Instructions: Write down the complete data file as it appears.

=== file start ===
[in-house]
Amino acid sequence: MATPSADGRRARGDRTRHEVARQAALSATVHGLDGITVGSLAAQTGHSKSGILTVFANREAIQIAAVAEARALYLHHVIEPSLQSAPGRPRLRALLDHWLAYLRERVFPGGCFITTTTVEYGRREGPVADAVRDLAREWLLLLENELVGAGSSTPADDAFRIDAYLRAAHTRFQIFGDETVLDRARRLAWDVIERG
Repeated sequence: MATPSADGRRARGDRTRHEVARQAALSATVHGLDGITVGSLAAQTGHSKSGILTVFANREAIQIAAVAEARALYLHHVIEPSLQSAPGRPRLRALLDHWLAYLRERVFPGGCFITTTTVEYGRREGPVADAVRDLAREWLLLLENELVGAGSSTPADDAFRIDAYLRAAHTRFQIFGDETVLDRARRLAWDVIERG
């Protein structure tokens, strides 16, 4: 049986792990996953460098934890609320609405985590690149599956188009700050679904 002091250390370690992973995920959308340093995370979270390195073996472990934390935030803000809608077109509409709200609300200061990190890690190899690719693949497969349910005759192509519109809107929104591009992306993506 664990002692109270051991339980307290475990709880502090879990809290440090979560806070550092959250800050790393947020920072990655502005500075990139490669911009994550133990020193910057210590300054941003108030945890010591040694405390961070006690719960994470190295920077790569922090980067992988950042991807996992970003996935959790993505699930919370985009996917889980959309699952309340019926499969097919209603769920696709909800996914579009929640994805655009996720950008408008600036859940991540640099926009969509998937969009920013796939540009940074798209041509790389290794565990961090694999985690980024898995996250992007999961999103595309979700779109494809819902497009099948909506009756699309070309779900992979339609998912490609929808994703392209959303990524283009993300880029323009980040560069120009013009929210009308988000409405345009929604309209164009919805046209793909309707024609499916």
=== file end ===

[in-house]
Amino acid sequence: MATPSADGRRARGDRTRHEVARQAALSATVHGLDGITVGSLAAQTGHSKSGILTVFANREAIQIAAVAEARALYLHHVIEPSLQSAPGRPRLRALLDHWLAYLRERVFPGGCFITTTTVEYGRREGPVADAVRDLAREWLLLLENELVGAGSSTPADDAFRIDAYLRAAHTRFQIFGDETVLDRARRLAWDVIERG
Repeated sequence: MATPSADGRRARGDRTRHEVARQAALSATVHGLDGITVGSLAAQTGHSKSGILTVFANREAIQIAAVAEARALYLHHVIEPSLQSAPGRPRLRALLDHWLAYLRERVFPGGCFITTTTVEYGRREGPVADAVRDLAREWLLLLENELVGAGSSTPADDAFRIDAYLRAAHTRFQIFGDETVLDRARRLAWDVIERG
């Protein structure tokens, strides 16, 4: 049986792990996953460098934890609320609405985590690149599956188009700050679904 002091250390370690992973995920959308340093995370979270390195073996472990934390935030803000809608077109509409709200609300200061990190890690190899690719693949497969349910005759192509519109809107929104591009992306993506 664990002692109270051991339980307290475990709880502090879990809290440090979560806070550092959250800050790393947020920072990655502005500075990139490669911009994550133990020193910057210590300054941003108030945890010591040694405390961070006690719960994470190295920077790569922090980067992988950042991807996992970003996935959790993505699930919370985009996917889980959309699952309340019926499969097919209603769920696709909800996914579009929640994805655009996720950008408008600036859940991540640099926009969509998937969009920013796939540009940074798209041509790389290794565990961090694999985690980024898995996250992007999961999103595309979700779109494809819902497009099948909506009756699309070309779900992979339609998912490609929808994703392209959303990524283009993300880029323009980040560069120009013009929210009308988000409405345009929604309209164009919805046209793909309707024609499916």